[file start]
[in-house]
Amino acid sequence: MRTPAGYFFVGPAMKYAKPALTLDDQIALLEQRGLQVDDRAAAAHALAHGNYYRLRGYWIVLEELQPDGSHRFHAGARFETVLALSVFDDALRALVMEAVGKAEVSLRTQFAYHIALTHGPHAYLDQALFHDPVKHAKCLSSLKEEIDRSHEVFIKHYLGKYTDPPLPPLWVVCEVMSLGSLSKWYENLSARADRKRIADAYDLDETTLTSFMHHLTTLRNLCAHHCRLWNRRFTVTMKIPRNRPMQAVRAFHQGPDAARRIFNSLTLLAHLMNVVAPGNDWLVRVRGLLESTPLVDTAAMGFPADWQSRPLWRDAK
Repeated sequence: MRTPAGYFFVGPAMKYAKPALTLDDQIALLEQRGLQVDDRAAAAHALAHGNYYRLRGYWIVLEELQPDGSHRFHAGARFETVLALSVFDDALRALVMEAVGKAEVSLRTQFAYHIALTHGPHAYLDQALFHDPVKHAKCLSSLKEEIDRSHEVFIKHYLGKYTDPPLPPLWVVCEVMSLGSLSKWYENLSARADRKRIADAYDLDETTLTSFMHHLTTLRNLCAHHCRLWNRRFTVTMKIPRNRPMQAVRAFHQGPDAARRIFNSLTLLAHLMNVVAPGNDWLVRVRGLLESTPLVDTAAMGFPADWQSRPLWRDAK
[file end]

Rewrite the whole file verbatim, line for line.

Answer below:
[in-house]
Amino acid sequence: MRTPAGYFFVGPAMKYAKPALTLDDQIALLEQRGLQVDDRAAAAHALAHGNYYRLRGYWIVLEELQPDGSHRFHAGARFETVLALSVFDDALRALVMEAVGKAEVSLRTQFAYHIALTHGPHAYLDQALFHDPVKHAKCLSSLKEEIDRSHEVFIKHYLGKYTDPPLPPLWVVCEVMSLGSLSKWYENLSARADRKRIADAYDLDETTLTSFMHHLTTLRNLCAHHCRLWNRRFTVTMKIPRNRPMQAVRAFHQGPDAARRIFNSLTLLAHLMNVVAPGNDWLVRVRGLLESTPLVDTAAMGFPADWQSRPLWRDAK
Repeated sequence: MRTPAGYFFVGPAMKYAKPALTLDDQIALLEQRGLQVDDRAAAAHALAHGNYYRLRGYWIVLEELQPDGSHRFHAGARFETVLALSVFDDALRALVMEAVGKAEVSLRTQFAYHIALTHGPHAYLDQALFHDPVKHAKCLSSLKEEIDRSHEVFIKHYLGKYTDPPLPPLWVVCEVMSLGSLSKWYENLSARADRKRIADAYDLDETTLTSFMHHLTTLRNLCAHHCRLWNRRFTVTMKIPRNRPMQAVRAFHQGPDAARRIFNSLTLLAHLMNVVAPGNDWLVRVRGLLESTPLVDTAAMGFPADWQSRPLWRDAK